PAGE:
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Music, Art, Prayer Go Up Against Violence at Spiritual Night

Despite high hopes and confidence in their community, attendees at the 2nd Annual Spiritual Night at Joseph Aubain Ballpark in Frenchtown conceded that music and art cannot stop violence.

“We need more than this. We need prayer. Only prayer changes,” said volunteer and pastor Hyacinth Turnbull.

Some children were optimistic — despite being surrounded by drugs and violence.

“[The arts] help. Music is inspiration. When you’re whiling, listen to a beat and go with it,” said Marcus Riley, a 16-year-old student at Seventh-Day Adventist School who said there’s a lot of drug use going on in his neighborhood.

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Still, he said, “I make music, read, cook, dance, eat. There’s a lot to do that’s not drugs.” Riley and his friend, 12-year-old Jahmali Lewis, stay involved in school and away from crime.

Spiritual Night took place Friday evening with a better turnout than in 2010. Over 100 people joined to kick off the two-day 24th Annual Night Out Against Drugs, Crime and Violence event. At 5 p.m. Saturday, volunteers and attendees will march from Emancipation Garden to Joseph Aubain Ballpark.

The Night Out committee receives $30,000 each year from the Justice Assistance Grant for the event. All performers and vendors volunteer. This year, sponsors included the Law Enforcement Planning Commission (LEPC) and VI Prevention Committees.

Flemon Lewis, chairperson of the event committee and member of the LEPC, has assisted in organizing the Night Out since 1994. Lewis felt the integration of Spiritual Night into the event is a beneficial way of bringing the community’s churches and prayer to participants.

“If you believe in something, you won’t fall for just anything, so believe that we can make these Virgin Islands safe from this day on,” Lewis stated.

Minister and participant Gloria Williams agreed that religion is important to the rally. “Our church is near a drug haven. People come down the alleys to get drugs, and some come into the church. They listen and they leave, but some come back, and it only takes that one person who’s serious to make a change,” she said.

Several speakers mentioned and prayed for the young couple found shot to death in Anna’s Retreat last Tuesday. The tragedy is an all-too-familiar story in the Virgin Islands, one that deserves recognition at a rally promoting non-violence.

While they passed a few hours of remembrance and prayer, the echo of car alarms and an ambulance speeding past reminded attendees that violence, it seems, is never far off.

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Despite high hopes and confidence in their community, attendees at the 2nd Annual Spiritual Night at Joseph Aubain Ballpark in Frenchtown conceded that music and art cannot stop violence.

“We need more than this. We need prayer. Only prayer changes,” said volunteer and pastor Hyacinth Turnbull.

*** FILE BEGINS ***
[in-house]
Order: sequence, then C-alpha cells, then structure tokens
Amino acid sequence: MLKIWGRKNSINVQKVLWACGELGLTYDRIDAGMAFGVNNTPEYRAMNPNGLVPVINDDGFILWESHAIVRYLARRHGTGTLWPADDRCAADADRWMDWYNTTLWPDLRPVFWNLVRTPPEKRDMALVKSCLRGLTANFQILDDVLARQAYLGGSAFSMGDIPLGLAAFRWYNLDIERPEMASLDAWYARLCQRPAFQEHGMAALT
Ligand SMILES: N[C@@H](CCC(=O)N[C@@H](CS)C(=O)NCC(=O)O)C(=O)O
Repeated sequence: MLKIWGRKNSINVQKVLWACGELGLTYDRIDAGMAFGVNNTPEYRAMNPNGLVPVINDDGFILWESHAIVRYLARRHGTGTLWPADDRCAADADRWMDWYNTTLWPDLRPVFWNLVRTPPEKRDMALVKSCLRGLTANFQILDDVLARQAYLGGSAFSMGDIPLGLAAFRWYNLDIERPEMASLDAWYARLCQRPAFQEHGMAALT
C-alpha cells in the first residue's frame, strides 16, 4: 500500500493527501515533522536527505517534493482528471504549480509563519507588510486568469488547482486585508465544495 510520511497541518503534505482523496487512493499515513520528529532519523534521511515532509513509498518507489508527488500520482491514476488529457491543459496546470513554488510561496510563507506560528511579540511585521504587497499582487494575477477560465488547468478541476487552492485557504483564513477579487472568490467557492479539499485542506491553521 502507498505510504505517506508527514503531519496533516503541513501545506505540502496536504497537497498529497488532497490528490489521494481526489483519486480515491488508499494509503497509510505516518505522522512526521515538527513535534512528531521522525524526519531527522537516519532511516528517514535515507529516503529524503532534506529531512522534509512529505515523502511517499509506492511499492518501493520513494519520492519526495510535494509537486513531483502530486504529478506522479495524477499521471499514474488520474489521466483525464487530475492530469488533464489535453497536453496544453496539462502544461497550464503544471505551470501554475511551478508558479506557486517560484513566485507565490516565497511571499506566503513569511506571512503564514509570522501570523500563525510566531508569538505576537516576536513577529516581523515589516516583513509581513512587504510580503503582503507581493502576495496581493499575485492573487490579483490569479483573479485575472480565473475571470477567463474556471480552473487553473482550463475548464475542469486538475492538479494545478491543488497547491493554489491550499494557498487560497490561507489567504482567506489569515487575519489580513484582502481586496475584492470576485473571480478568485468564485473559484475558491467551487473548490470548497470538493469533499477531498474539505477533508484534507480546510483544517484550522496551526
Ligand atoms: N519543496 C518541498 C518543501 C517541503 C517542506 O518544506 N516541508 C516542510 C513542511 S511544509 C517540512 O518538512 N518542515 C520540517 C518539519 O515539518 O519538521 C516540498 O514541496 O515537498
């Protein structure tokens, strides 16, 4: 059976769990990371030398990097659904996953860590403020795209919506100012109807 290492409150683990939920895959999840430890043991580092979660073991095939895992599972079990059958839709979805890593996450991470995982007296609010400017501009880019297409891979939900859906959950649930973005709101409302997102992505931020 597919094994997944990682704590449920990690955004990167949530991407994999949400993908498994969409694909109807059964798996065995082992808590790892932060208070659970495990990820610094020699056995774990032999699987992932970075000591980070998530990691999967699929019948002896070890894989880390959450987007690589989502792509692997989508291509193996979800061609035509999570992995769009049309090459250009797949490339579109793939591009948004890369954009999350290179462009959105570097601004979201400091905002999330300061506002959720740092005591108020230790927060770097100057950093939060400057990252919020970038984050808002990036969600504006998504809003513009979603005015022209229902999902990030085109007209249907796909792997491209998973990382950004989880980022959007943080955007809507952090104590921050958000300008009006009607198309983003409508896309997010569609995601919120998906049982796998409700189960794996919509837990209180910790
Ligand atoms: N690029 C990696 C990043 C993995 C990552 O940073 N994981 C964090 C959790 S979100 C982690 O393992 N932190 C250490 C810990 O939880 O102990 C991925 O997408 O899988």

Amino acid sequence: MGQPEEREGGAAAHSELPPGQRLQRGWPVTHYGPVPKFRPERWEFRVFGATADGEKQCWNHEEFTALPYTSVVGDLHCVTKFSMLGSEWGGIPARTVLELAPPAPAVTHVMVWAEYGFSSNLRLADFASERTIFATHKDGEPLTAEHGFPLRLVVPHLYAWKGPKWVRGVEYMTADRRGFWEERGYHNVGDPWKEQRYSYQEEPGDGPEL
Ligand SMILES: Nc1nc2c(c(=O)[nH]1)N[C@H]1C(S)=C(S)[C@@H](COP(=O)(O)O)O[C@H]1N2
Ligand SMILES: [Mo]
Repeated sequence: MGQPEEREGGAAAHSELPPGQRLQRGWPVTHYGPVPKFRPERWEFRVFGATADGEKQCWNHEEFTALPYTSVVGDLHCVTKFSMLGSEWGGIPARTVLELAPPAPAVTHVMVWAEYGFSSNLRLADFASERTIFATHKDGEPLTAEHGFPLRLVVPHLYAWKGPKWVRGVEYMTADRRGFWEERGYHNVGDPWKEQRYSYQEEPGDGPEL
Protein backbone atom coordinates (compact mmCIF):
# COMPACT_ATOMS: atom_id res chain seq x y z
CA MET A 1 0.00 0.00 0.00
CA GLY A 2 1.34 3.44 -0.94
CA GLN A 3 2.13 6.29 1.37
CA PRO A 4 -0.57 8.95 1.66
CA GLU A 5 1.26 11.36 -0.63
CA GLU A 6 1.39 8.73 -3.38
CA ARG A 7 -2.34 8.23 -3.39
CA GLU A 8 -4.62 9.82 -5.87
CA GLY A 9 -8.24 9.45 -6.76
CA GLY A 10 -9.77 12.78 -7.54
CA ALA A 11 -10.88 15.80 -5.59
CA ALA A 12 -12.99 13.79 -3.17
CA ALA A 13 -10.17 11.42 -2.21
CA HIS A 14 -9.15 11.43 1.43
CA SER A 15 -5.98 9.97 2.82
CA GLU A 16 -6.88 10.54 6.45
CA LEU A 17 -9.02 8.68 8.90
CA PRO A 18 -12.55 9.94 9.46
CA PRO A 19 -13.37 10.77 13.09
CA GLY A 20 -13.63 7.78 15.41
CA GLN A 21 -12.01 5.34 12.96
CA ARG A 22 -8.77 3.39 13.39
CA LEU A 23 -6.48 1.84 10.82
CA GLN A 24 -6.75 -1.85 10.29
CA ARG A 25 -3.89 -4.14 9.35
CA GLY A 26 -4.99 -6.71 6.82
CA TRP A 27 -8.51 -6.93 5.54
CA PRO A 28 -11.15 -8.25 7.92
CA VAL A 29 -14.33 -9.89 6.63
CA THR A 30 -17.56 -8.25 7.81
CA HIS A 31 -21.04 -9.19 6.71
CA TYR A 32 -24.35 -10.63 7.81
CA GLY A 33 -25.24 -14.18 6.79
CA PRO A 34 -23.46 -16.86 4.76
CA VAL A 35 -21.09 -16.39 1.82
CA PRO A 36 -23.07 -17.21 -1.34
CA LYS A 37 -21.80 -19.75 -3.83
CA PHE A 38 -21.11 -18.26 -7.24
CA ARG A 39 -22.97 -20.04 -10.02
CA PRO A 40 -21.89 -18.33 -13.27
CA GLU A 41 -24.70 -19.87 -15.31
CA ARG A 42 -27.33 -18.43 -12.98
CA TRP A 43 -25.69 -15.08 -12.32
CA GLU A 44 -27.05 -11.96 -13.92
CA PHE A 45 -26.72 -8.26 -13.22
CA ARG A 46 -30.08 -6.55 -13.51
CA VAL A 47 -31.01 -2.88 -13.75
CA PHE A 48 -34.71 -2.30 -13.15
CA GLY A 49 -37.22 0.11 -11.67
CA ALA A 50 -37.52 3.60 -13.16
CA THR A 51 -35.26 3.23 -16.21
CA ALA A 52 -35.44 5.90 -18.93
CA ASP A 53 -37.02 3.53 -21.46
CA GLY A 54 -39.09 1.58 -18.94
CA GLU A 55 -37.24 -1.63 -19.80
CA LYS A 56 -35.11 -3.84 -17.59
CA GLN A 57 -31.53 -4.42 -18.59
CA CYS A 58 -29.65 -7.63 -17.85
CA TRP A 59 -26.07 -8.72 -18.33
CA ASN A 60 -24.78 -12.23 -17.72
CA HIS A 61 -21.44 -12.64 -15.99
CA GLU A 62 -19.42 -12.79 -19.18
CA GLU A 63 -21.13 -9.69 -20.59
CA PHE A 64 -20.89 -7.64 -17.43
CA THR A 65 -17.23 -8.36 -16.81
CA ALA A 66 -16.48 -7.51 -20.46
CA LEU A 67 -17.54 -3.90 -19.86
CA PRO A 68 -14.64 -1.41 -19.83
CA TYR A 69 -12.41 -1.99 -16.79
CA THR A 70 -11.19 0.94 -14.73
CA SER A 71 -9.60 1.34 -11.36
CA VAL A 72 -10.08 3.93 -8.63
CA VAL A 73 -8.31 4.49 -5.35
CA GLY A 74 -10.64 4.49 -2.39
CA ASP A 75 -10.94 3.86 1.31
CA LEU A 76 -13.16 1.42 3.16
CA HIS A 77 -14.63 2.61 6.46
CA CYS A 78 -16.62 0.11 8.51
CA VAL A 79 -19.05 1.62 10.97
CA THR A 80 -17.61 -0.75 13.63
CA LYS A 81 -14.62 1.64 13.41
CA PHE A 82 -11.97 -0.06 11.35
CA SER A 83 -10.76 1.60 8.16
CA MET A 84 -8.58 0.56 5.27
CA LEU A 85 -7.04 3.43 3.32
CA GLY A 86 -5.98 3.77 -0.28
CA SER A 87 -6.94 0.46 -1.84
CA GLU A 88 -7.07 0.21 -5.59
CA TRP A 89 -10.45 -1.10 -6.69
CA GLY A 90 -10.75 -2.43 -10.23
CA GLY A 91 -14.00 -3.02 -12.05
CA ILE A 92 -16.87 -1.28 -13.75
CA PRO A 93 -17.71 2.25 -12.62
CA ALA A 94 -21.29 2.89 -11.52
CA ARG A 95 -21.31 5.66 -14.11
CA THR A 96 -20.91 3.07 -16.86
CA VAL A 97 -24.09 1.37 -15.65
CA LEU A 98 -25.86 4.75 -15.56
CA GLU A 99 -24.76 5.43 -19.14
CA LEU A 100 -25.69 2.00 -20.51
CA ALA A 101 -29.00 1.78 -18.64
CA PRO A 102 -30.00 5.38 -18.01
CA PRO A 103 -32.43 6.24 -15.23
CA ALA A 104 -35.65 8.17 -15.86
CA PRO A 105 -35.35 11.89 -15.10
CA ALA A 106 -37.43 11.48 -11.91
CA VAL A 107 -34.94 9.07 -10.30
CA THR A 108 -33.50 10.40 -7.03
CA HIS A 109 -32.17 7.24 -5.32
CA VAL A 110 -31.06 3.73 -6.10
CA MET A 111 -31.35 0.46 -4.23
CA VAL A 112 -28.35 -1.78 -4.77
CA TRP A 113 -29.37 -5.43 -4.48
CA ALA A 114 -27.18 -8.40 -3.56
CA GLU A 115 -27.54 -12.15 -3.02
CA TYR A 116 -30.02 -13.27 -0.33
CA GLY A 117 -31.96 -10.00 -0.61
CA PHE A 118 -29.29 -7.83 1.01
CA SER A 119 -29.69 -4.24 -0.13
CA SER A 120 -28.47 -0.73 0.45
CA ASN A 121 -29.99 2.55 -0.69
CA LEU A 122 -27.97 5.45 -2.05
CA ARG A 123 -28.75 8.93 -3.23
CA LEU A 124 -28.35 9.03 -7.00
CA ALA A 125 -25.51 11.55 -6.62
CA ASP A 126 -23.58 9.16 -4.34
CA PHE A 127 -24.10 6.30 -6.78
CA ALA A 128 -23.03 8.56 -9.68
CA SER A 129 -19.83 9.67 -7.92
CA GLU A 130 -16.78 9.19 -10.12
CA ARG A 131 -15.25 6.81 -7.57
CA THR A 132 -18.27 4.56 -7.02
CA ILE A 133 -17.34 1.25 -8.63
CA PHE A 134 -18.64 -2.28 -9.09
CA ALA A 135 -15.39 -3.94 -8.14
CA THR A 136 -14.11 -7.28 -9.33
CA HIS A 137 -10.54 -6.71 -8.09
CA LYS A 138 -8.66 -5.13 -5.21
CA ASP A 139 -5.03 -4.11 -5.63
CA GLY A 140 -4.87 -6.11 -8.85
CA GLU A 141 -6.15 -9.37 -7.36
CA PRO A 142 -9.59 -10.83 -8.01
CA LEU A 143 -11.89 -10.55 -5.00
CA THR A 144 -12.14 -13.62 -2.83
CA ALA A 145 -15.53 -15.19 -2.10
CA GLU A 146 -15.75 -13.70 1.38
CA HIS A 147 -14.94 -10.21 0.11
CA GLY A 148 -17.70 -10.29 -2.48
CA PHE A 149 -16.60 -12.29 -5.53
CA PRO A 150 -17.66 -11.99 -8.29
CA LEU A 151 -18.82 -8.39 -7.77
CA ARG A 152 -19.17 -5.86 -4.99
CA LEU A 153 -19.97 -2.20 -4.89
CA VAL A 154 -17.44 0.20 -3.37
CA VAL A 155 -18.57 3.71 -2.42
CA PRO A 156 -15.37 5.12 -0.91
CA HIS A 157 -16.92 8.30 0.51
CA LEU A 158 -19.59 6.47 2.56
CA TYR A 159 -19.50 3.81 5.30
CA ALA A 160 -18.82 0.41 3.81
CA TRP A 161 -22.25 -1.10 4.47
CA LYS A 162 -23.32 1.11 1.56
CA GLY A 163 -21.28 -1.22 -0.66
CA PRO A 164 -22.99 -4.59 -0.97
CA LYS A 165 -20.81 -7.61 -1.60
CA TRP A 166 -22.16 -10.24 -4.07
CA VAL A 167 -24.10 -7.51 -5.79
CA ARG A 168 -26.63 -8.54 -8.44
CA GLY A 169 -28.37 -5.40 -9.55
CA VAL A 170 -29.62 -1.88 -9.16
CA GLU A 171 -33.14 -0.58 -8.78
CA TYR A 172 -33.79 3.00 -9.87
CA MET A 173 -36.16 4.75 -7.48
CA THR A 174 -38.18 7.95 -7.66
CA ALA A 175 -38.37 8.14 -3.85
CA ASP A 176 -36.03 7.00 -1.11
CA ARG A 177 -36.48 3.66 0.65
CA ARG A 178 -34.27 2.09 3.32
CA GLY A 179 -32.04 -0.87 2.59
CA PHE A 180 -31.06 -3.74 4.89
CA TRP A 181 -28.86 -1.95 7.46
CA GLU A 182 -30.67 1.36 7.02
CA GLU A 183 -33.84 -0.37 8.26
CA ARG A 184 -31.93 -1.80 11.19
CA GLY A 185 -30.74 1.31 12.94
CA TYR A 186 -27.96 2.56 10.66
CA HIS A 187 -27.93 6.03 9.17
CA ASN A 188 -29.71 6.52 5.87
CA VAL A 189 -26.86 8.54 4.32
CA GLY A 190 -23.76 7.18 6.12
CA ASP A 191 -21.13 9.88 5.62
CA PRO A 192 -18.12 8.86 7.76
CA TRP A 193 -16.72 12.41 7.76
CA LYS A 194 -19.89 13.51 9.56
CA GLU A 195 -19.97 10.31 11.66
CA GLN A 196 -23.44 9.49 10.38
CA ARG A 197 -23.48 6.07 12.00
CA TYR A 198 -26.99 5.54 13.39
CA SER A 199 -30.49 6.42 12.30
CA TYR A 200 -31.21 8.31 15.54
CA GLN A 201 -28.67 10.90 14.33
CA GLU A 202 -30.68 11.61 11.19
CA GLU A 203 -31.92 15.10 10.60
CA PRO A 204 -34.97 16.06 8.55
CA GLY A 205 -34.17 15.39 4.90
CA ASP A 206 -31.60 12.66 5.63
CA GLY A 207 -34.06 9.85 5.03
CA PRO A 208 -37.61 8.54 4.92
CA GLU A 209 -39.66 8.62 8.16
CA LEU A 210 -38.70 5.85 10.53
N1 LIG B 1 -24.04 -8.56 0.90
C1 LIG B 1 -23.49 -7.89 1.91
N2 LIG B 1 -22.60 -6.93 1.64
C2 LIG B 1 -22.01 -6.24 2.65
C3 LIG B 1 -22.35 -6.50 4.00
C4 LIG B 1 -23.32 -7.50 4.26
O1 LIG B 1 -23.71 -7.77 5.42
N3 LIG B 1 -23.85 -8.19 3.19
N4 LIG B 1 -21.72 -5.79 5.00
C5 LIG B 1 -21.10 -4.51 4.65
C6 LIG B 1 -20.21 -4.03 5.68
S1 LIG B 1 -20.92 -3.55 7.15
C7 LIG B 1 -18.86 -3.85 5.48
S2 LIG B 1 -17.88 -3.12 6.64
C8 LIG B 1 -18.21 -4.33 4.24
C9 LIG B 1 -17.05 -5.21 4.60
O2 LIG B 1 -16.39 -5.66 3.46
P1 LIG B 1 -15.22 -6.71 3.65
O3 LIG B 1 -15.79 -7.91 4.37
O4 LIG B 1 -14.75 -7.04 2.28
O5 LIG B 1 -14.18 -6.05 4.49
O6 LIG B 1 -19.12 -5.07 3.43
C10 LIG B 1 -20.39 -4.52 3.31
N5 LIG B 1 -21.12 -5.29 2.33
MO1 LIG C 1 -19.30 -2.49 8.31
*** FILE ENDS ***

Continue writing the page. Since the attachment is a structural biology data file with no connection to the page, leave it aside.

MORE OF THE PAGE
Some children were optimistic -- despite being surrounded by drugs and violence.

“[The arts] help. Music is inspiration. When you’re whiling, listen to a beat and go with it,” said Marcus Riley, a 16-year-old student at Seventh-Day Adventist School who said there's a lot of drug use going on in his neighborhood.

Still, he said, “I make music, read, cook, dance, eat. There’s a lot to do that’s not drugs.” Riley and his friend, 12-year-old Jahmali Lewis, stay involved in school and away from crime.

Spiritual Night took place Friday evening with a better turnout than in 2010. Over 100 people joined to kick off the two-day 24th Annual Night Out Against Drugs, Crime and Violence event. At 5 p.m. Saturday, volunteers and attendees will march from Emancipation Garden to Joseph Aubain Ballpark.

The Night Out committee receives $30,000 each year from the Justice Assistance Grant for the event. All performers and vendors volunteer. This year, sponsors included the Law Enforcement Planning Commission (LEPC) and VI Prevention Committees.

Flemon Lewis, chairperson of the event committee and member of the LEPC, has assisted in organizing the Night Out since 1994. Lewis felt the integration of Spiritual Night into the event is a beneficial way of bringing the community’s churches and prayer to participants.

“If you believe in something, you won’t fall for just anything, so believe that we can make these Virgin Islands safe from this day on,” Lewis stated.

Minister and participant Gloria Williams agreed that religion is important to the rally. “Our church is near a drug haven. People come down the alleys to get drugs, and some come into the church. They listen and they leave, but some come back, and it only takes that one person who’s serious to make a change,” she said.

Several speakers mentioned and prayed for the young couple found shot to death in Anna’s Retreat last Tuesday. The tragedy is an all-too-familiar story in the Virgin Islands, one that deserves recognition at a rally promoting non-violence.

While they passed a few hours of remembrance and prayer, the echo of car alarms and an ambulance speeding past reminded attendees that violence, it seems, is never far off.